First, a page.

You might be able to try a paint analogy, like the one commonly used to explain the Diffie-Helman key exchange:
Imagine a game of roulette where the number on the board was determined by a shade of paint, and every shade of paint had its own number. The number of shades of paints is very large, because you can always change it by mixing just a little more of some other paint in.
The house starts off by picking their own color of paint, but they want to keep it secret. So the house mixes their secret color with a special paint and shows you the mix. You can't tell what their secret color is from this mix, but this will come into play later.
Next, you come up with your own color of paint, and give it to the house.
Then, the house mixes together their secret paint (that you don't know), your paint you gave them, and one more color color that changes every spin. (This last color is something that you know, so imagine they just pick red, orange, yellow, green, blue, etc. every time but they have an infinite amount of options). The color they get once they mix everything together is what they use to pick the number in roulette! Now, why couldn't they just pick a number by themselves without all that stuff in the middle?
Since you gave them your color before they mixed the paint together, you changed the outcome in a way they couldn't expect.
This means that the house does not have any control over the shade of paint, only the way they use the paint to get a roulette number
Now, you've finished betting for the night. The house shows you their secret color! To make sure that they were doing what they said they were, you take their secret color and mix it with the special paint just like they did in the beginning, and you see that it made the same mix as the one they showed you at the beginning. This is important!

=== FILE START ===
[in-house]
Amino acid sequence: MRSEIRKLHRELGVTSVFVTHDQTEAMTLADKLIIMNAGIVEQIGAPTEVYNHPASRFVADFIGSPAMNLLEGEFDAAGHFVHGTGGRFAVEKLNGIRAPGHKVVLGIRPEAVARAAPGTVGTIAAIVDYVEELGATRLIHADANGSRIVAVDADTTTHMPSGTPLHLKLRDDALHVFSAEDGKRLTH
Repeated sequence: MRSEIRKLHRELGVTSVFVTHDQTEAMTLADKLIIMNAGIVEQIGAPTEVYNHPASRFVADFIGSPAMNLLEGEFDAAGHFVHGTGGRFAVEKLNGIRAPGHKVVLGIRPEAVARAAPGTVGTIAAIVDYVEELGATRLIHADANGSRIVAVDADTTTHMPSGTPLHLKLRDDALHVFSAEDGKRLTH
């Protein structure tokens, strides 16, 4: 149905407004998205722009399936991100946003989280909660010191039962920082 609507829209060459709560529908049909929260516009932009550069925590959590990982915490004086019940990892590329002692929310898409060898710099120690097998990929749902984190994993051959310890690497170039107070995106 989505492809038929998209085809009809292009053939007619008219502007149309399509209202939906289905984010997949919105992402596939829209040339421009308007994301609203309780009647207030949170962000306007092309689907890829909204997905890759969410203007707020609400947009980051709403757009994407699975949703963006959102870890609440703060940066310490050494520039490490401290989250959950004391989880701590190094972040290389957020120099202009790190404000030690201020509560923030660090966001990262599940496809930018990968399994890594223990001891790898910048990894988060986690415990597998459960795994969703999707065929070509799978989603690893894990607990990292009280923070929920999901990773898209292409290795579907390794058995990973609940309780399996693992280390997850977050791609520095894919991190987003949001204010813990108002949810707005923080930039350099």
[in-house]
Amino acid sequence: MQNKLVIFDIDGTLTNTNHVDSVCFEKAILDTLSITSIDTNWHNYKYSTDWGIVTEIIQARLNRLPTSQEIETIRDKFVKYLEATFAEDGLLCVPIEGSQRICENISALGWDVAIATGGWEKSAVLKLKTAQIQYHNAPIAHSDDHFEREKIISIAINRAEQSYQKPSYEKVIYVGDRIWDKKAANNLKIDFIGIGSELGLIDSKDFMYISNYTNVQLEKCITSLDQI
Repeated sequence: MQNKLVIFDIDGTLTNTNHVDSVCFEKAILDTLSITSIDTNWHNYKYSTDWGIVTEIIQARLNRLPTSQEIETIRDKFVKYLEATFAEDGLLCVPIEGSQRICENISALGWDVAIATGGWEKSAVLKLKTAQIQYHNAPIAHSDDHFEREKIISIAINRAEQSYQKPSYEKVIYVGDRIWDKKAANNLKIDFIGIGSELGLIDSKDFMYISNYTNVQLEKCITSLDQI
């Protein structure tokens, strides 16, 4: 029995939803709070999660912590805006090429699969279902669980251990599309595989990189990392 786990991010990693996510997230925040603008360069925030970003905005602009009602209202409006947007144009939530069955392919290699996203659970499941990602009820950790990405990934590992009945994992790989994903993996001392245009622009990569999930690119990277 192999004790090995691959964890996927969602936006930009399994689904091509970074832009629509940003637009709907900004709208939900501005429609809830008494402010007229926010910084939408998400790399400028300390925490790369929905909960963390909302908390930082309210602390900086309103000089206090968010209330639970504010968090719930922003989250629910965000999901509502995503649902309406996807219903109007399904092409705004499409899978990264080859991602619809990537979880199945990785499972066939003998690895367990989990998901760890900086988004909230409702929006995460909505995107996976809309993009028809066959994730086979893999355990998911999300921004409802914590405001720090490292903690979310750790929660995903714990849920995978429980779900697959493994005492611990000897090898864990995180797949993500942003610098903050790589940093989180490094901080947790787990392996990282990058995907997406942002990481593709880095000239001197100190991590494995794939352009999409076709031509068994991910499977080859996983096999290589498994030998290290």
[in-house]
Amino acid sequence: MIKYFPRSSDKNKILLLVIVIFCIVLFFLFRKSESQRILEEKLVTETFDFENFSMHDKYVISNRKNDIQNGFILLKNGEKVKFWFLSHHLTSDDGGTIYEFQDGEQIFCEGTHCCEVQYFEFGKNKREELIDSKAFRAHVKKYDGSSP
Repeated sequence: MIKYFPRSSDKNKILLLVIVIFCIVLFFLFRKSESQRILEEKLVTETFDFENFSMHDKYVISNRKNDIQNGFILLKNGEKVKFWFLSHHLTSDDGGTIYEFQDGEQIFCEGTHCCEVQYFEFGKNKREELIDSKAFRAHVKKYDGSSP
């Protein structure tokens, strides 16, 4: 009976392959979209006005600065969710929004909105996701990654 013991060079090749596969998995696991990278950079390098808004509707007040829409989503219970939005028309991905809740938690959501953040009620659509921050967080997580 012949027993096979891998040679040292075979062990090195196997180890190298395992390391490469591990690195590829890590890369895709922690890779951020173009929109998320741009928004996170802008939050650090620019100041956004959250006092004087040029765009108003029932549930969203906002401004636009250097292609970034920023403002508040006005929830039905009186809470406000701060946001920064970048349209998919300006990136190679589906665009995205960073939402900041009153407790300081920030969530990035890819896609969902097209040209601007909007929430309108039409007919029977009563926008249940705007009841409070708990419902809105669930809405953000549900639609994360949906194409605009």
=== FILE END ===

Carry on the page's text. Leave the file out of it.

This means that the house was doing just what they said they were doing
If you wanted to, you could mix the colors yourself to see what the results are yourself, i.e. now that you have the house's secret color, you mix it with your color and the color that changes every spin (remember, you know the color that changes for every spin, let's just say it's red for the first spin). You get a mix of colors and find out that the mix corresponds to the number from the first spin on the roulette wheel. Yay! The house isn't cheating you!
The house's secret paint is the server seed.
Your paint is the client seed.
The paint that changes every round, is the nonce (A nonce is just a number that usually starts at 0 or 1 and goes up by one for every bet you make).
The special paint is a cryptographic hash function, which is a special function that takes in any data and gives you a different piece of random-looking data. The important part about the hash function is that it's one-way: If you only have the result, you can't use it to get what was originally put in the function.
Provable fairness isn't one particular method or set of actions, it's more of a general set of rules:
The user must somehow influence the result - This is provided by the use of a client seed
The game must operate in a way that shows the result could not have been altered in the favor of the house, or in any other way - This is provided by the hash of the server seed
Hope this helps, it could probably be more friendly but that's what I came up with on the spot.